The Sims Sold Millennials on the Fantasy of a Dream Home. A New Expansion Pack Offers a Dark Twist.

When The Sims debuted in February 2000, the average house price in the U.S. was just over $200,000. I was 8 years old, and I would spend hours at my best friend’s house, taking turns on her PC to design our dream homes.

The Sims felt like a trial run for adulthood, exploring how you’d make use of your future autonomy. Much of this validated the importance of personal space: how to lay out a room, how to choose a sofa that balanced aesthetics and comfort, how to make a house a home.

My friend and I made liberal use of the cheat code granting limitless funds. Rosebud, we’d type whenever the coffers were running low. Rosebudrosebudrosebud. Or else, when we were really strapped: motherlode.

Today the average price of a home is nearly $490,000. The ratio of home price to median household income has jumped from 4.33 to 7.57 (as of November). Everything is more expensive, and wages have failed to keep pace. Roughly half of millennials in the U.S. are still renting, a far larger share than in past generations. Forget cheat codes and vibromatic heart beds, the likes of which I splurged on for my Sims. Adulthood, for me and many people my age, has been defined by moving from rental to rental. My childhood dream of designing a dwelling that reflects me from top to toe has instead, for years, been squeezed into shared living spaces and whittled down by prescriptive leases. I’ve not even been able to hang things on the wall without my landlord’s permission.

When I learned that The Sims had recently released a For Rent expansion pack enabling people to play as tenants or property managers, I felt the kind of commingled hurt, umbrage, and morbid curiosity that you might experience when confronted by a cynical remake of your favorite childhood film.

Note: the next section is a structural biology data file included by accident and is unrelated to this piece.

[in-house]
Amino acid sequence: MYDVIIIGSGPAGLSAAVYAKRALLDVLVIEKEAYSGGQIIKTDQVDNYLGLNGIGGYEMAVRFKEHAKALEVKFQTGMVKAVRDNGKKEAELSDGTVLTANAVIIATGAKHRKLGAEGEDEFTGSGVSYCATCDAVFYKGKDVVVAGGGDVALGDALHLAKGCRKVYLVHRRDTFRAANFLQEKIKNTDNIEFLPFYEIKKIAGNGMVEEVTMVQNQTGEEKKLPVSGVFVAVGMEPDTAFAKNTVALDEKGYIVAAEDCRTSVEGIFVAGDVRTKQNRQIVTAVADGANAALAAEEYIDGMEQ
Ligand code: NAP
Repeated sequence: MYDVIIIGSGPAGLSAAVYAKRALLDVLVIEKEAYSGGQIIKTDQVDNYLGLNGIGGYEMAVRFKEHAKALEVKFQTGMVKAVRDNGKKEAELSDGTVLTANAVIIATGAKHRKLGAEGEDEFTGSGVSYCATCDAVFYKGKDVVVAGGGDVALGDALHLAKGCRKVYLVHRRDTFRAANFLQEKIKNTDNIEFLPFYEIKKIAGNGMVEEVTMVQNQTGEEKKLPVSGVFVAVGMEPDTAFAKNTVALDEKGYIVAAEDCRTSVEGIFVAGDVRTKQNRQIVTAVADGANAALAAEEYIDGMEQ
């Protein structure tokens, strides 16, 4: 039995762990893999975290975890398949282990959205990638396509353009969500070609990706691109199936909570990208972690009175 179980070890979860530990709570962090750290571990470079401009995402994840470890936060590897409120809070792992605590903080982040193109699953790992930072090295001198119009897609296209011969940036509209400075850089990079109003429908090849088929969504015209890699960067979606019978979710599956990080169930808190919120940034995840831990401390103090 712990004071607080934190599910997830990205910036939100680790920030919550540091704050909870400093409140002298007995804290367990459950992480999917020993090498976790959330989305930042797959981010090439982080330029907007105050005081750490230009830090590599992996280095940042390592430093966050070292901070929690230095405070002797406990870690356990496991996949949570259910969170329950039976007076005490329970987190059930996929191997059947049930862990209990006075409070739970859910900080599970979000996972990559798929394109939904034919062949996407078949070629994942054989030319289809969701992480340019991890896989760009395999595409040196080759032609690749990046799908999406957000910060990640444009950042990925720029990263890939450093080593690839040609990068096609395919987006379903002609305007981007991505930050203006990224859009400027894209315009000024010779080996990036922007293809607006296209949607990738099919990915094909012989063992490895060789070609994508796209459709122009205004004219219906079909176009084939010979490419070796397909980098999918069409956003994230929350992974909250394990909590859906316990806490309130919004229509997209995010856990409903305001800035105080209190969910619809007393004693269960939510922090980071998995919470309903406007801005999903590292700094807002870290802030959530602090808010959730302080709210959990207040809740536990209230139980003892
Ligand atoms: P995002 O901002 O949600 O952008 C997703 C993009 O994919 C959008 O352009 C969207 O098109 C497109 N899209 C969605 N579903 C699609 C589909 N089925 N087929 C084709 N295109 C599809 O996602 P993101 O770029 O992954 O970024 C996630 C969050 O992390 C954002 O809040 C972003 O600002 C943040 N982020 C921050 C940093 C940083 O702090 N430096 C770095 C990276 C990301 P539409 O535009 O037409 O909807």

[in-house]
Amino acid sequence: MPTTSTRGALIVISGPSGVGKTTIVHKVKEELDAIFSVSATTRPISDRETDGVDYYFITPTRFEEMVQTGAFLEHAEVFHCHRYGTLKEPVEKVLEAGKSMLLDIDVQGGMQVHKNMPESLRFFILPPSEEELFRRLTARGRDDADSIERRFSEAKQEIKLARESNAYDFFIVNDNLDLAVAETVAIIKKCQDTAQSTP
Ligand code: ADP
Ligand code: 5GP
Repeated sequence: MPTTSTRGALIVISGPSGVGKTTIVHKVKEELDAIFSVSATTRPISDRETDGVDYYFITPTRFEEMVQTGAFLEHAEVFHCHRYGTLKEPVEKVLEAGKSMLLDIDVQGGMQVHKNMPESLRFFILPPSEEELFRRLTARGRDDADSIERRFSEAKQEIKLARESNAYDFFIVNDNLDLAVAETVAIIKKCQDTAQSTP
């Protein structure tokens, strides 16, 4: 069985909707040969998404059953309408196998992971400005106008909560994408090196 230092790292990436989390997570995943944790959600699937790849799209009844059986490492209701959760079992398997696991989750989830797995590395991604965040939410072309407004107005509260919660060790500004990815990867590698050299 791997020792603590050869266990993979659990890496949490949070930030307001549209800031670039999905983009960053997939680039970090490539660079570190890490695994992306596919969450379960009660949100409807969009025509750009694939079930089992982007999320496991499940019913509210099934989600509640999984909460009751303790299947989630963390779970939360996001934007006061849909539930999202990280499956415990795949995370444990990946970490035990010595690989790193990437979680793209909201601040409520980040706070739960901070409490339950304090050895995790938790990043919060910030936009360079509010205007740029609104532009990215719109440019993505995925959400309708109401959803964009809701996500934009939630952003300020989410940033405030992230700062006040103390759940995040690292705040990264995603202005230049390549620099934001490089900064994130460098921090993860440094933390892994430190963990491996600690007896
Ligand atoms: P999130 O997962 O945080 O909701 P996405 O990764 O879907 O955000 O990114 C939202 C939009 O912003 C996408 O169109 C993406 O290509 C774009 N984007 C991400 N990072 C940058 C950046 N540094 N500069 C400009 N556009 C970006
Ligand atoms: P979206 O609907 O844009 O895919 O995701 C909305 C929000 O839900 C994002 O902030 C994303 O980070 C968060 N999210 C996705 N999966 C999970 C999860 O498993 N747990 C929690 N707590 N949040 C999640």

The official trailer for The Sims 4: For Rent emphasizes the potential of “multiunit life,” promising “ample opportunity … [for] eavesdropping, snooping, or even breaking and entering”—a description that instantly evoked memories of my worst roommates.

Its view of landlords, on the other hand, is benevolent, exhorting players to “be more than a property owner—be a community builder” (with the reassurance that, should your community be late with rent payments, “you can even take their stuff!”).

The original Sims seeded a fantasy of independent adulthood across an entire generation. Why would millennials, unable to own their own places, sully the site of our nostalgia by playing as landlords? Was turning the tables, if only in our imaginations, meant to be somehow cathartic?

EA declined to put forward a game designer for interview but did extend to me For Rent for review—and so, for the first time since I was a child, I returned to the simulated world that had made me so anticipate adulthood.

Inevitably, a lot has changed. The peaceful suburb I remembered from childhood has been replaced by elaborate “worlds” that I can (effortfully, via a loading screen) switch between to grow my property portfolios. The Sims 4 is more immersive and finely drawn, visually, than the original was, but it’s also more involved: It took me a whole afternoon to create my first Sim and set her up in her “hovel.”

It was also not as straightforwardly godlike an act of creation. I might have named Edith Sim and instilled her with ambition, mischief, and a sassy pixie cut, but she selected her job—aspiring comedian—all on her own.

Edith and I both live alone; we both like cooking and working out; we are both mean. Our days even passed the same way. Edith went to work (well, open mic nights), paid bills, scrolled social media, did dishes, and showered. This might have been an exciting vision of independence when I was a child, but now I had my own household to attend to. After getting on top of Edith’s chores, I would close my laptop, dazed, and make a start on my own, picturing a diamond above my head turning from orange to green as I cleaned my kitchen and took out the trash.

Despite her middling success on the stand-up circuit, Edith not only owned her place but rented out another, an abode that might euphemistically have been listed as “minimalist.” For this, Edith received 1 Simoleon a week, from a young adult named Jazz McFierce.

This transaction is the selling point of The Sims 4: For Rent. Edith, on my command, could go to Jazz’s unit, make small talk, perform maintenance and repairs. Or she could go through his mail, eavesdrop at his door, and issue fines for violating the lease.